Government, Opposition Still at Odds Over Anti-gang Legislation


PORT OF SPAIN, Trinidad – Government and opposition appeared to be at loggerheads over the length of the sunset clause in an anti-gang legislation that the police said is necessary to combat the rising crime situation in Trinidad and Tobago.

The Opposition had failed to provide the necessary two-thirds majority needed for the Anti-Gang Bill when it was brought to the parliament late last year but later agreed to have the measure discussed with a view of re-introducing it to Parliament after it came under widespread criticism from the public.

But following a meeting here on Friday, Attorney General Faris Al Rawi accused the opposition delegation of indicating “that the clause be reduced to 18 months, even though the Opposition Leader had suggested two years”.

He said the opposition also suggested that “we go to a Joint Select Committee, which was not on the table at the parliamentary debate. This took me by surprise.”

But in a statement issued following the talks, the Office of the Leader of the Opposition described the meeting as “a positive step towards arriving at a legislative formula for the passage of critical legislation in the fight against crime that will meet with the approval of both the Government and the Opposition”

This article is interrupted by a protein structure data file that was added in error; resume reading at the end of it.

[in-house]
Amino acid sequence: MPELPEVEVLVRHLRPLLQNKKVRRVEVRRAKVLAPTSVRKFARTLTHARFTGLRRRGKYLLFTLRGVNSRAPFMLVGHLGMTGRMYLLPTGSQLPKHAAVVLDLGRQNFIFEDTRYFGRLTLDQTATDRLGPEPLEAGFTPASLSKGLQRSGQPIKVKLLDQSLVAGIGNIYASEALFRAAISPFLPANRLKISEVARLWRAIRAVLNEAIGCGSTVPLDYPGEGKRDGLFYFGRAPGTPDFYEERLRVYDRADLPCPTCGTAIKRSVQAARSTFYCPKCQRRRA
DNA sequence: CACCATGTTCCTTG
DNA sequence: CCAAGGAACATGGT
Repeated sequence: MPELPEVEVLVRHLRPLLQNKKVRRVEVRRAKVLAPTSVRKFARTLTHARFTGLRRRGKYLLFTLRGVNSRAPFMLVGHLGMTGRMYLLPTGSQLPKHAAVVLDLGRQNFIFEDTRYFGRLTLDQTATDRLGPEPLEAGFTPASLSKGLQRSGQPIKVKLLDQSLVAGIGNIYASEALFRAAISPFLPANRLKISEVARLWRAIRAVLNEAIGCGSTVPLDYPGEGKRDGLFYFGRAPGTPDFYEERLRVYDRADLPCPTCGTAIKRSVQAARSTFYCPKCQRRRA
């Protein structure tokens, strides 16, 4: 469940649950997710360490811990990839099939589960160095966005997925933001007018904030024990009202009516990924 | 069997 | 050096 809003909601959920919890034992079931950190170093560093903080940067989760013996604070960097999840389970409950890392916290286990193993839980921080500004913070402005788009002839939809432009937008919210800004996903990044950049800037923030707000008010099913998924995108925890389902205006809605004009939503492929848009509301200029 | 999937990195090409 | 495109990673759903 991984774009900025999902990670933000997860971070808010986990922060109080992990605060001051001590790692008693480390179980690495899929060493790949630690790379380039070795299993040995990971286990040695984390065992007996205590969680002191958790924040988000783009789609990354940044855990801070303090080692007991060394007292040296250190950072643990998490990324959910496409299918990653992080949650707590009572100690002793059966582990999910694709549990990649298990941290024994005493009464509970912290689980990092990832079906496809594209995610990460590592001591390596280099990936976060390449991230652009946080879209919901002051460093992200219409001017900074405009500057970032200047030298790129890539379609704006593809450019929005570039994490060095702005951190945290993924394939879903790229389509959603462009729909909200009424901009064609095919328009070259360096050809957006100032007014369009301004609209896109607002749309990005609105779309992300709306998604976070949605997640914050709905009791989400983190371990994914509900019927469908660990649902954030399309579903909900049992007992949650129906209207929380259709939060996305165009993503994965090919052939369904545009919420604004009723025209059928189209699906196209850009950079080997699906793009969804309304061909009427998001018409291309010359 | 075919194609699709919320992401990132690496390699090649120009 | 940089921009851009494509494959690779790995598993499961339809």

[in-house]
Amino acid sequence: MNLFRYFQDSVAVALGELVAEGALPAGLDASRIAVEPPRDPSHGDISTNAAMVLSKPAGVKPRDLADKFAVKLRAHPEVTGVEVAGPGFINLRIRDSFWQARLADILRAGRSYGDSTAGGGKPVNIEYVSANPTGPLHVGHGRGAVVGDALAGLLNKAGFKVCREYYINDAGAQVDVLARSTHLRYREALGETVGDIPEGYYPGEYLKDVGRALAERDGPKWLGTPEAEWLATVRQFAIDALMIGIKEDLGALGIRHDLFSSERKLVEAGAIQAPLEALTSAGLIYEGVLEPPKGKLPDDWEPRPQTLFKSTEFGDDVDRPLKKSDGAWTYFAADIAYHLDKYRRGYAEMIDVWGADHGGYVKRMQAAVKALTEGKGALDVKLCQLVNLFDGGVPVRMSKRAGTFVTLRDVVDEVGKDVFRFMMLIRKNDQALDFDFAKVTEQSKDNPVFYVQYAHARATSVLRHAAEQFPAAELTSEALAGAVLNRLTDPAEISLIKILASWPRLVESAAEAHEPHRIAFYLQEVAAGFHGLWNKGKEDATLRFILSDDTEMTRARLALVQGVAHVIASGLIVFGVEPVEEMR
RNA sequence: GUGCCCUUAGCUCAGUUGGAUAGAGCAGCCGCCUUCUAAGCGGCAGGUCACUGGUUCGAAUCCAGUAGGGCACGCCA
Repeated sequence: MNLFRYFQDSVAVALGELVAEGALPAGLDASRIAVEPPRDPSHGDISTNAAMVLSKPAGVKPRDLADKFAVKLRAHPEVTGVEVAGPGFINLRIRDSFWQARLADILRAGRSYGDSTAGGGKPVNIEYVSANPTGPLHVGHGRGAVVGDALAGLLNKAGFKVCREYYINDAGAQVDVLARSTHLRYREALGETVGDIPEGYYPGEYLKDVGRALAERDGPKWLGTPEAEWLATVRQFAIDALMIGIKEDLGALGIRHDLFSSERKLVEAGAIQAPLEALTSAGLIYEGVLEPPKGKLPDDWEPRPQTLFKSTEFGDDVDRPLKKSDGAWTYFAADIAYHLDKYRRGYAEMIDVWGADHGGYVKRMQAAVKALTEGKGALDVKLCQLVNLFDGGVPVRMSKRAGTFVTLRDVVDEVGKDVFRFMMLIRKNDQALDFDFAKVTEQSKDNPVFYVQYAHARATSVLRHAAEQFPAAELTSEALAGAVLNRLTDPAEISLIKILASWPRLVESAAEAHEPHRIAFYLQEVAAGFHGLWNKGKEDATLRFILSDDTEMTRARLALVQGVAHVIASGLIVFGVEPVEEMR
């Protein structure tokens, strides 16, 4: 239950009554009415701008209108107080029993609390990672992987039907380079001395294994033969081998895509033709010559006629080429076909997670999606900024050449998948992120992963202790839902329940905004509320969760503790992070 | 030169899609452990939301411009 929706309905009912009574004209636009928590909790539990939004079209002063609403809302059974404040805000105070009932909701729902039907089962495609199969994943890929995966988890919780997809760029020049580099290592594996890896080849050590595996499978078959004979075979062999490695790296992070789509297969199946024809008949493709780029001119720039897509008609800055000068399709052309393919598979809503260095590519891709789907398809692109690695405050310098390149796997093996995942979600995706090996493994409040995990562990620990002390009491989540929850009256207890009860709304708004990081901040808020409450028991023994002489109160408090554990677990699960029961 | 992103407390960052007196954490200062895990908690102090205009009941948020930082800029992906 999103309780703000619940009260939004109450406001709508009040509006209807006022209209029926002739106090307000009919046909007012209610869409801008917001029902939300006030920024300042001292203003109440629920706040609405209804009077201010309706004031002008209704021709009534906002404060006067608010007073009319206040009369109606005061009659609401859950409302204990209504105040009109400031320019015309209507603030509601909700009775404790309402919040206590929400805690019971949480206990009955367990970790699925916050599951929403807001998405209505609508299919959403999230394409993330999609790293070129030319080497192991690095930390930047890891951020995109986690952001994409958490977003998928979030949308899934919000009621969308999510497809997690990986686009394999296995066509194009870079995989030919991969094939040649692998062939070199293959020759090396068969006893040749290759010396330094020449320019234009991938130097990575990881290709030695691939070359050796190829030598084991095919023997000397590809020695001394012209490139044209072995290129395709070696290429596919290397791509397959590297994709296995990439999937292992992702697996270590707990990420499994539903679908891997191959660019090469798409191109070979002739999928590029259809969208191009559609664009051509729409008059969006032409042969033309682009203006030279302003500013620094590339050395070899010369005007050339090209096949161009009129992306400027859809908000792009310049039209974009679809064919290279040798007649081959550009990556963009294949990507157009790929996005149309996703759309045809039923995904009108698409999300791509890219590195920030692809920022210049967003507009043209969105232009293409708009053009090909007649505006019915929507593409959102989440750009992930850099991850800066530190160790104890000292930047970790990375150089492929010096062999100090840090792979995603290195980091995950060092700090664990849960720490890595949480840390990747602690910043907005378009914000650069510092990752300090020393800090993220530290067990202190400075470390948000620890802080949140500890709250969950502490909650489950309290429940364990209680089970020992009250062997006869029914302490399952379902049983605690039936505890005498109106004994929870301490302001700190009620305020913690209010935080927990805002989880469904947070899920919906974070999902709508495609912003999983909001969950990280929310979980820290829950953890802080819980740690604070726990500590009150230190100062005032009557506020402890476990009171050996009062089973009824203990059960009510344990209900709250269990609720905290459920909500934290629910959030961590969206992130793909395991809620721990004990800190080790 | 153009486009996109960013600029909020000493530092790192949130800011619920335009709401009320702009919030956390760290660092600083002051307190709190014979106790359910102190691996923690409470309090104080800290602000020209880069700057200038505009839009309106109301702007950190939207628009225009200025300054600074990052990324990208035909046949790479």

It said that the Opposition reiterated its call for a sunset clause “of no longer than 24 months.

“However there was no agreement on this issue. The Opposition maintained that the sunset clause is critical in order allow for the Parliament to review the manner in which the legislation is put into effect by law enforcement.”

The statement said that the “insertion of the sunset clause requiring the return of the legislation to the Parliament before the expiration of the time limit is important to ensure that those upon whom draconian powers are conferred do not abuse those powers to the detriment of the citizenry.

“The insistence for the insertion of the sunset ensures that there is a proportionate balance in the public interest of the powers conferred by this legislation,” the statement added.

But Al-Rawi told reporters that for the five years the anti-gang law has been existence, there has been no judicial criticism of the act.

“To have this law die in 18 months would be a tragedy. On the last occasion the Opposition had to review it, but they allowed it to lapse. So is Trinidad and Tobago to be thrown into turmoil with uncertainty? I really can see absolutely no reason other than politics for the anti-gang laws to be returned. They are not associated with the denial of bail, they are strictly in the contemplation of the court,” he said.

Al-Rawi said he was disappointed with the outcome of Friday’s meeting saying “today was a dead end in terms of what was offered on the table.

“It was a retreat from what was agreed in the Parliament itself. So what could be the possible failure of the anti-gang law be? “Come on, what more can be required to support this law?”

He said the country needs to step up to the Opposition to give the Trinidad and Tobago Police Service the power to arrest gang leaders and its members, noting that most of the 80 murders committed so far this year were gang related. – CMC